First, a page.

Eligible Disabilities

Genitourinary Impairments

If your kidneys aren’t working as they should, your body will suffer from a build-up of waste and water products. You may suffer from complications and symptoms that are troublesome and sometimes disabling. Genitourinary disorders could lead to chronic pain, severe weight loss, and extreme fatigue.

Common genitourinary conditions which fall under this section of the Blue Book include:

  • Chronic glomerulonephritis
  • Chronic obstructive uropathy
  • Diabetic nephropathy
  • Hereditary nephropathies, such as Alport Syndrome
  • Hypertensive renal vascular disease

Your eligibility is based on your specific diagnosis, your impairments, and your symptoms. An attorney can help you file your claim so you can start getting the monthly benefits that you need to cover the costs of medical care and living expenses. If you don’t meet the criteria of a listing, you can still be approved for disability benefits.

Conditions To Qualify

There are five types of evidence generally considered in genitourinary conditions. These include:

  • Medical history – In most cases, the SSA requires at least three months’ worth of records to approve a disability claim.
  • Records of your renal function before starting dialysis.
  • Medical evidence of nephrotic syndrome.
  • Copies of any related biopsies and the examination of all related specimens. A statement by the medical professionals who conducted the tests can be substituted if the actual examination findings aren’t available but should contain a thorough description of the procedures’’ results.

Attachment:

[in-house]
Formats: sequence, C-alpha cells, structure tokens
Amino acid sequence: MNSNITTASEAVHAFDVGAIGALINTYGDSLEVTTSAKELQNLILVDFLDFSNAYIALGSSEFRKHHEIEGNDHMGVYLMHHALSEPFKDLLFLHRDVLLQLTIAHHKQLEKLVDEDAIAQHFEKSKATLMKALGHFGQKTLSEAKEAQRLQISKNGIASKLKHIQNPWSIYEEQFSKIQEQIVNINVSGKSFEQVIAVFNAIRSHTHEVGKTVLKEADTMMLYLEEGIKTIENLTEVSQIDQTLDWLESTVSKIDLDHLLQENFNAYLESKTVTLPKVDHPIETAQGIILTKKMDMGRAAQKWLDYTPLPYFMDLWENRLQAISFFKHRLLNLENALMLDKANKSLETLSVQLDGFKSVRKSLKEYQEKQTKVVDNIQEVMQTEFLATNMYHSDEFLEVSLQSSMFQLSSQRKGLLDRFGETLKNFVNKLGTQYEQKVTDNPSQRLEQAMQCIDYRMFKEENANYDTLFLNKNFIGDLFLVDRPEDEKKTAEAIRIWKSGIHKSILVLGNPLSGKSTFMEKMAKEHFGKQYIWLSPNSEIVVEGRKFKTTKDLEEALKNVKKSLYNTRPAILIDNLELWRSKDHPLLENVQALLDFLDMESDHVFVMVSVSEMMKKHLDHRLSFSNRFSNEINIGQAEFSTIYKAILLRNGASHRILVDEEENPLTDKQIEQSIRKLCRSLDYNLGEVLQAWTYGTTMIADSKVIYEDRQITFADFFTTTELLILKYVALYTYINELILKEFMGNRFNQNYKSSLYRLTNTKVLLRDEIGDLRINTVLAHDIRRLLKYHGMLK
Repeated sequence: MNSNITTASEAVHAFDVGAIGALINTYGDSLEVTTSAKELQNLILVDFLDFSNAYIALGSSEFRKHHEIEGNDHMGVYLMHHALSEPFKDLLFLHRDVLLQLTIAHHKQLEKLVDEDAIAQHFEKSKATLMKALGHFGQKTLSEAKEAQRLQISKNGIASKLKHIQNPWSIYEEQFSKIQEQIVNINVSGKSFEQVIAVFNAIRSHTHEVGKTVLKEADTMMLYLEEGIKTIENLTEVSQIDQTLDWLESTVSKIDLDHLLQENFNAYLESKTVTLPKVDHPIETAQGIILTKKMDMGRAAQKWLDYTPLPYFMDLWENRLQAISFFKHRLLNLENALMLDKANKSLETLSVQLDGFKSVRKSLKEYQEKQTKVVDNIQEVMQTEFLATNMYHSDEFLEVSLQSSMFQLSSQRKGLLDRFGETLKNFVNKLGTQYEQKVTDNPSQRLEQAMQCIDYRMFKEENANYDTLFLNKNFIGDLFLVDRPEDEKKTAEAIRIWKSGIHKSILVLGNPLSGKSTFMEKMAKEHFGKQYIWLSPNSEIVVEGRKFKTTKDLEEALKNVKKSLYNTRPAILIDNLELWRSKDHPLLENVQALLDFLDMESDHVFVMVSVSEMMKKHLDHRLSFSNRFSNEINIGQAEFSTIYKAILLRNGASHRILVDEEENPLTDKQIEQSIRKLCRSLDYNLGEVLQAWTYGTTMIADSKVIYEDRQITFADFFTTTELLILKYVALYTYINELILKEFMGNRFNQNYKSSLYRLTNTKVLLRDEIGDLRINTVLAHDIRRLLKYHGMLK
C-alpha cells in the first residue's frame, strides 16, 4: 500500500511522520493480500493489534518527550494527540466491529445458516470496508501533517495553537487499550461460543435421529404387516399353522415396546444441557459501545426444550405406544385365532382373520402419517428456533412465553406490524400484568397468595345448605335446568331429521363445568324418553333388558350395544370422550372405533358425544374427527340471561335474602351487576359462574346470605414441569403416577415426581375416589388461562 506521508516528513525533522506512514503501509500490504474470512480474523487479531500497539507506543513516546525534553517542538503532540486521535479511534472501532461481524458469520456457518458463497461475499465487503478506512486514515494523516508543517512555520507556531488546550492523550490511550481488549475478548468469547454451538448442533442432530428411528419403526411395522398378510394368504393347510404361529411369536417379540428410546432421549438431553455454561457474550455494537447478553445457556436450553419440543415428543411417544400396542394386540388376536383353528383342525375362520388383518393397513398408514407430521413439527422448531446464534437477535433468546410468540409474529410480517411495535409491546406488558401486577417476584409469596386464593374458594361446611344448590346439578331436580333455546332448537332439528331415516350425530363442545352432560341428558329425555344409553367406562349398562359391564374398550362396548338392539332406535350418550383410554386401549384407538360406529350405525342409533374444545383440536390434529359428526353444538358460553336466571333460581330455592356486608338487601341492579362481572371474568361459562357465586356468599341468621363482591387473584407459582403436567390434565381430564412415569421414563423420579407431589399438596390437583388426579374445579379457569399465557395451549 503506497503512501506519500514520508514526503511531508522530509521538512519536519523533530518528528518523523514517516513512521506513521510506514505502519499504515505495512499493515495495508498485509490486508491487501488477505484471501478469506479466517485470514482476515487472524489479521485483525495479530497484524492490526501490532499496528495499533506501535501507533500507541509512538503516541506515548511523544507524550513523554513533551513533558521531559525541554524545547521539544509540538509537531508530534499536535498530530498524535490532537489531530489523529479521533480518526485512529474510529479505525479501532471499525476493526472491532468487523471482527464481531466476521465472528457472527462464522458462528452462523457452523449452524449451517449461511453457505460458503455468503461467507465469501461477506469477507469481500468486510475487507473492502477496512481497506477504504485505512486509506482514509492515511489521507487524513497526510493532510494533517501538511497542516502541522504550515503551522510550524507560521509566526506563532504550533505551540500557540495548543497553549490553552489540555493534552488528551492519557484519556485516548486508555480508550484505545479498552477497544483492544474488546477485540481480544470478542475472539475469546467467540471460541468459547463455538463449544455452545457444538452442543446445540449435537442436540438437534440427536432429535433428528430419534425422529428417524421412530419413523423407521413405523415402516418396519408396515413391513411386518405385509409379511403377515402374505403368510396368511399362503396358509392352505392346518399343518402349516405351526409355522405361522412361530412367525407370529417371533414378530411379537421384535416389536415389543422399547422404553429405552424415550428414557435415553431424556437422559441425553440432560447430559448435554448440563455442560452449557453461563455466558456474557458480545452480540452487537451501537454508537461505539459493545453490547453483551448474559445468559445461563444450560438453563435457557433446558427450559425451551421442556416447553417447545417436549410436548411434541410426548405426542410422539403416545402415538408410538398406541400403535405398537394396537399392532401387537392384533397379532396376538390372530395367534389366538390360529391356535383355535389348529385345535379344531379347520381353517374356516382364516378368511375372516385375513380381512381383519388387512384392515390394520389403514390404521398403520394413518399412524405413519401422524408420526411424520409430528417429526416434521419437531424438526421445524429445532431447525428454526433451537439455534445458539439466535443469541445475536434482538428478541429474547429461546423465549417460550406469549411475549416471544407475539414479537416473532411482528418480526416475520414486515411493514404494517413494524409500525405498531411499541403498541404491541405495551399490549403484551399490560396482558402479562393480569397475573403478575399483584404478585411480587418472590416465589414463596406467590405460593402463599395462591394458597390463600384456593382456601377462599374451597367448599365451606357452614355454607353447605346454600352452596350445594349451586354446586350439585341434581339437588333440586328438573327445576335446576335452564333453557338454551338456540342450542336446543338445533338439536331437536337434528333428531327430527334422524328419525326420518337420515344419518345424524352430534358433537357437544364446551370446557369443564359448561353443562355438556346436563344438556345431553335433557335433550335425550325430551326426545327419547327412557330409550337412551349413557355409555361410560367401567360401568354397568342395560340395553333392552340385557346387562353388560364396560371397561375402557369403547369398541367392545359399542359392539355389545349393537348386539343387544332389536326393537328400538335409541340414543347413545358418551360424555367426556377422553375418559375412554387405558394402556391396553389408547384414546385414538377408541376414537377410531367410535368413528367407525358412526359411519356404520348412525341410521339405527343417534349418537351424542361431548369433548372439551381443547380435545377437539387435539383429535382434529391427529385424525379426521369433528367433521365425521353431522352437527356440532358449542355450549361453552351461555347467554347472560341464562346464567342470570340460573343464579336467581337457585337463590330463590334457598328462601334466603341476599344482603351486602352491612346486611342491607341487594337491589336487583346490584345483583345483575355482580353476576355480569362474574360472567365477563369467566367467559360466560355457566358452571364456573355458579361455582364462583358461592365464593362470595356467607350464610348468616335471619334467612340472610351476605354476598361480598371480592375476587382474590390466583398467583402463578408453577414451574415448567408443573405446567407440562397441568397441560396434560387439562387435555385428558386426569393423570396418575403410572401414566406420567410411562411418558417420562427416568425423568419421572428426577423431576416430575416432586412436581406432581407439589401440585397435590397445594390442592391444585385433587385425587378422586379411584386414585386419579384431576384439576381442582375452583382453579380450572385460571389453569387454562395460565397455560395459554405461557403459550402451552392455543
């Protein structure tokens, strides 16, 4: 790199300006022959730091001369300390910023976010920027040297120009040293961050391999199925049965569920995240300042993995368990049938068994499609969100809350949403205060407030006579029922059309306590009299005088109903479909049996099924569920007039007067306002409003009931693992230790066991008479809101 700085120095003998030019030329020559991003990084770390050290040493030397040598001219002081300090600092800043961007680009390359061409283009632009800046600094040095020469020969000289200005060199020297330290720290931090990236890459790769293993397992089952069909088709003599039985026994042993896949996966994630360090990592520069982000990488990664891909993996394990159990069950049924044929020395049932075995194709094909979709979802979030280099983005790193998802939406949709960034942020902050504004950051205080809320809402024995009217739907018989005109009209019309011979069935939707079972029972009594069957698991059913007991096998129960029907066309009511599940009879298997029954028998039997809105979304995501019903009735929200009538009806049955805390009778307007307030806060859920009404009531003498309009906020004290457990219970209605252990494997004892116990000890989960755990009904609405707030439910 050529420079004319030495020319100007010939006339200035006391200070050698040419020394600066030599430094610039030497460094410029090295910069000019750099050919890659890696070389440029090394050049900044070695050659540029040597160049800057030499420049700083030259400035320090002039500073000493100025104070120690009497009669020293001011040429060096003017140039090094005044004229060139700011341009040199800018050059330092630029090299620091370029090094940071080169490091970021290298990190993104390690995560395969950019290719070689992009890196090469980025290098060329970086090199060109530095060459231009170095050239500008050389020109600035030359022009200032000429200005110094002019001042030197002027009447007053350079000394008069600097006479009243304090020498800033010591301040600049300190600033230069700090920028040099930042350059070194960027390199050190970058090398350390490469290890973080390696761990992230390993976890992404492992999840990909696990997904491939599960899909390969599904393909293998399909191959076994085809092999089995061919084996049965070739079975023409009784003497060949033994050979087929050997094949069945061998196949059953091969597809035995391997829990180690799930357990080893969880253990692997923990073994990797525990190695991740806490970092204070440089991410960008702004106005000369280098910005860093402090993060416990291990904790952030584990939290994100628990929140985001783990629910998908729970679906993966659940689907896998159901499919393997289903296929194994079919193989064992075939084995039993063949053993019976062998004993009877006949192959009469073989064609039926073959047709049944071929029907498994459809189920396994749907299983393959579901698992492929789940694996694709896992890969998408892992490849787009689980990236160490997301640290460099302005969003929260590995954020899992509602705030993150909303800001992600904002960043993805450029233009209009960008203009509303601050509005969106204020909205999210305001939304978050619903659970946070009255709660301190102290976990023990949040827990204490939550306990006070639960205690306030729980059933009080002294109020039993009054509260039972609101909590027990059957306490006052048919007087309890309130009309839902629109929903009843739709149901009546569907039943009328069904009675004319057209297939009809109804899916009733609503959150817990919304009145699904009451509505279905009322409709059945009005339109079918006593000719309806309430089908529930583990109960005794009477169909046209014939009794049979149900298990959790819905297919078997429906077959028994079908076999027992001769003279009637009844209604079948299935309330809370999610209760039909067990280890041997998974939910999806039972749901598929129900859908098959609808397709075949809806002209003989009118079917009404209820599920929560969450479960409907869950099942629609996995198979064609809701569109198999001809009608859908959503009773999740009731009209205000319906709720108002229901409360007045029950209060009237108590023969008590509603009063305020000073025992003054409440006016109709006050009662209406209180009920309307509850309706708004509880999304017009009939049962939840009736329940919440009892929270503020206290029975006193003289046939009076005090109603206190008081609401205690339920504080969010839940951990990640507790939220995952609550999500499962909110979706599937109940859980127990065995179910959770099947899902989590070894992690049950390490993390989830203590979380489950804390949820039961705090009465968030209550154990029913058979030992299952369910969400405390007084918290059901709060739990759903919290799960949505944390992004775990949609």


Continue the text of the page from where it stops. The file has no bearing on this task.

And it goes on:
• A complete accounting of all types of therapy attempted, your response to the therapies, and all side effects of the therapies or treatments. This should include how long the treatments and their effects are expected to last.

Nephrotic Syndrome and Kidney Transplants

Nephrotic syndrome and kidney transplants are handled a bit differently than other genitourinary conditions. Kidney transplant recipients will automatically be considered disabled for a year following their transplant.

Those with nephrotic syndrome which persists three months or more despite following prescribed therapies are approved if the serum albumin and proteinuria levels fall within SSA guidelines.

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